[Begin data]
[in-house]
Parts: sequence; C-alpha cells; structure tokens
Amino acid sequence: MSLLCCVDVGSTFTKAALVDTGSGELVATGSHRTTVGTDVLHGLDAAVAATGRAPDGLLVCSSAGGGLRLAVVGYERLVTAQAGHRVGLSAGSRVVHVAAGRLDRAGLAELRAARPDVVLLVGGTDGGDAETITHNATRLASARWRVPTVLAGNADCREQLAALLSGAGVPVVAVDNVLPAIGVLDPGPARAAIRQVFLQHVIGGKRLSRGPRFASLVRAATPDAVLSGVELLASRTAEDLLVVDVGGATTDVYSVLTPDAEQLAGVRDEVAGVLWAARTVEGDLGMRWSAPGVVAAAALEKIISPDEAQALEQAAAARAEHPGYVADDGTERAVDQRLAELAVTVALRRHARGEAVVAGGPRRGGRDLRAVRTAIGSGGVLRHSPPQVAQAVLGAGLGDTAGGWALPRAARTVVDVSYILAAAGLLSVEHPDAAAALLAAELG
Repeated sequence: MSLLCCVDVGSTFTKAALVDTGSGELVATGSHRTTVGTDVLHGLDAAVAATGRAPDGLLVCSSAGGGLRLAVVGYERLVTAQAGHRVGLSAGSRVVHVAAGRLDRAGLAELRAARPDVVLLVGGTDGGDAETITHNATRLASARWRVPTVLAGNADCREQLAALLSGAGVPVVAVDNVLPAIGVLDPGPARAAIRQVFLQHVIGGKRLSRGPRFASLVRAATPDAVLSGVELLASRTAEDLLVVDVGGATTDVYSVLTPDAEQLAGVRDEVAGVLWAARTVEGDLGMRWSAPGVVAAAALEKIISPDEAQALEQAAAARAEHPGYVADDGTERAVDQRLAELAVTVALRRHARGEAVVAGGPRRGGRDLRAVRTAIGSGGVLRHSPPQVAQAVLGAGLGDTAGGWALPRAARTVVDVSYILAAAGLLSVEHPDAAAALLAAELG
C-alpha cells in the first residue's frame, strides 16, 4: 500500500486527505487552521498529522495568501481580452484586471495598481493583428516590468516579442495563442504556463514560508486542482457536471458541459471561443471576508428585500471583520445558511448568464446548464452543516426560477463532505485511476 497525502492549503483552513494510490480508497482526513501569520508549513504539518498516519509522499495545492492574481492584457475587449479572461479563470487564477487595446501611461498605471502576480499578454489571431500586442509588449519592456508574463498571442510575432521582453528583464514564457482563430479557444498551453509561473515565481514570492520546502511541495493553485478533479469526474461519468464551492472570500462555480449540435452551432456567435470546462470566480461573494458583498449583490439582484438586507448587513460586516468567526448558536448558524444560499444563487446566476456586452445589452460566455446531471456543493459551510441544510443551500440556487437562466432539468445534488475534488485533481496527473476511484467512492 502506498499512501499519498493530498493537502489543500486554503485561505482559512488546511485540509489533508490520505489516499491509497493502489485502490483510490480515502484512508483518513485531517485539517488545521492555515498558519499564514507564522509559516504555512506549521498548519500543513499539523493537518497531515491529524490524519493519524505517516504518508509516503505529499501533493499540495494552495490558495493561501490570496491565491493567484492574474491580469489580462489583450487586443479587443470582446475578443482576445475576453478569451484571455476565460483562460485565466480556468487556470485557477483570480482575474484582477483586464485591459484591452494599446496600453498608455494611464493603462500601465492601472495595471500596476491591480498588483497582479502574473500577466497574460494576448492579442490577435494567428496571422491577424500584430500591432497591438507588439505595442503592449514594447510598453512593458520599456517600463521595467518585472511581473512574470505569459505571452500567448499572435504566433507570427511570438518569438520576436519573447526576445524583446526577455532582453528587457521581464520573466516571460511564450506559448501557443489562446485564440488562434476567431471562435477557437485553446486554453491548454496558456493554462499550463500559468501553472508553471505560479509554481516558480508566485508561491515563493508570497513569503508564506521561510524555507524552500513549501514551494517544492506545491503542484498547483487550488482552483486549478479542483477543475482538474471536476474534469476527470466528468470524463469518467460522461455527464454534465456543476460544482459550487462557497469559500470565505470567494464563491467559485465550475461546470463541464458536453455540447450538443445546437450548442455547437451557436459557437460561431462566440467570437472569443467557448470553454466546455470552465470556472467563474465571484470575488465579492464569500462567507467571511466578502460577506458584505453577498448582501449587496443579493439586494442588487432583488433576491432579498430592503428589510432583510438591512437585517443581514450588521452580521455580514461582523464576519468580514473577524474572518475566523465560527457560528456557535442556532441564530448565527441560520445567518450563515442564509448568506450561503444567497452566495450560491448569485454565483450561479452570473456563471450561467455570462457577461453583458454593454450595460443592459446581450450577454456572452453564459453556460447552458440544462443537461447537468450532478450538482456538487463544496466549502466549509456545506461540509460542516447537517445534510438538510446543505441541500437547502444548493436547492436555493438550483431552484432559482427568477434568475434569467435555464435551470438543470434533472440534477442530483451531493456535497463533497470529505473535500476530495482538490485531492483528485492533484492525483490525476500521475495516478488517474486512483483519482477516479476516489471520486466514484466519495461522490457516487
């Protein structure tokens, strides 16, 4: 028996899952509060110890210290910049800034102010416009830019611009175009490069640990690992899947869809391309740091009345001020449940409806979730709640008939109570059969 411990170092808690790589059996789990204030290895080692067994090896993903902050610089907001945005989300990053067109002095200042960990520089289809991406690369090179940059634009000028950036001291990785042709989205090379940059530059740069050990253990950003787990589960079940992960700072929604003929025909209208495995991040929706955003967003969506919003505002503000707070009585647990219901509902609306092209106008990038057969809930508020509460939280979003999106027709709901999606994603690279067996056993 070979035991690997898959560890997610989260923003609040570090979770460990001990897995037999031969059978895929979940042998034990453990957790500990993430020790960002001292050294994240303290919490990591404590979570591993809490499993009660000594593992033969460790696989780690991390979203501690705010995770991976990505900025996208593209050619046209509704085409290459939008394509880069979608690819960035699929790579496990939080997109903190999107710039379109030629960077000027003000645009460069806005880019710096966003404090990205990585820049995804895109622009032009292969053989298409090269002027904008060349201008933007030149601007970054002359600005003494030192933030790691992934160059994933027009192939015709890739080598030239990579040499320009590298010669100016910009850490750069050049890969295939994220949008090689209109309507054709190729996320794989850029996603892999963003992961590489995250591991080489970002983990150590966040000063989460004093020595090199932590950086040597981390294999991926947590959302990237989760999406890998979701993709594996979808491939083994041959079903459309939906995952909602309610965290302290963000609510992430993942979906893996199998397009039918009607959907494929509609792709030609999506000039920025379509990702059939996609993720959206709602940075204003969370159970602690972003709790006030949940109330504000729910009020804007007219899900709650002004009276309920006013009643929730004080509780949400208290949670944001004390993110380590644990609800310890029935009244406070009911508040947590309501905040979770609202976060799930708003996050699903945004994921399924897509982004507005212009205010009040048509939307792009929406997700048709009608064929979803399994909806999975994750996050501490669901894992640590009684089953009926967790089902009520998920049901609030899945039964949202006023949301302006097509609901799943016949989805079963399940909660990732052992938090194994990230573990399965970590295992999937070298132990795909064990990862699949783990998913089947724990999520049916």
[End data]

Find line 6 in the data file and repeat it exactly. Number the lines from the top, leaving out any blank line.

């Protein structure tokens, strides 16, 4: 028996899952509060110890210290910049800034102010416009830019611009175009490069640990690992899947869809391309740091009345001020449940409806979730709640008939109570059969 411990170092808690790589059996789990204030290895080692067994090896993903902050610089907001945005989300990053067109002095200042960990520089289809991406690369090179940059634009000028950036001291990785042709989205090379940059530059740069050990253990950003787990589960079940992960700072929604003929025909209208495995991040929706955003967003969506919003505002503000707070009585647990219901509902609306092209106008990038057969809930508020509460939280979003999106027709709901999606994603690279067996056993 070979035991690997898959560890997610989260923003609040570090979770460990001990897995037999031969059978895929979940042998034990453990957790500990993430020790960002001292050294994240303290919490990591404590979570591993809490499993009660000594593992033969460790696989780690991390979203501690705010995770991976990505900025996208593209050619046209509704085409290459939008394509880069979608690819960035699929790579496990939080997109903190999107710039379109030629960077000027003000645009460069806005880019710096966003404090990205990585820049995804895109622009032009292969053989298409090269002027904008060349201008933007030149601007970054002359600005003494030192933030790691992934160059994933027009192939015709890739080598030239990579040499320009590298010669100016910009850490750069050049890969295939994220949008090689209109309507054709190729996320794989850029996603892999963003992961590489995250591991080489970002983990150590966040000063989460004093020595090199932590950086040597981390294999991926947590959302990237989760999406890998979701993709594996979808491939083994041959079903459309939906995952909602309610965290302290963000609510992430993942979906893996199998397009039918009607959907494929509609792709030609999506000039920025379509990702059939996609993720959206709602940075204003969370159970602690972003709790006030949940109330504000729910009020804007007219899900709650002004009276309920006013009643929730004080509780949400208290949670944001004390993110380590644990609800310890029935009244406070009911508040947590309501905040979770609202976060799930708003996050699903945004994921399924897509982004507005212009205010009040048509939307792009929406997700048709009608064929979803399994909806999975994750996050501490669901894992640590009684089953009926967790089902009520998920049901609030899945039964949202006023949301302006097509609901799943016949989805079963399940909660990732052992938090194994990230573990399965970590295992999937070298132990795909064990990862699949783990998913089947724990999520049916």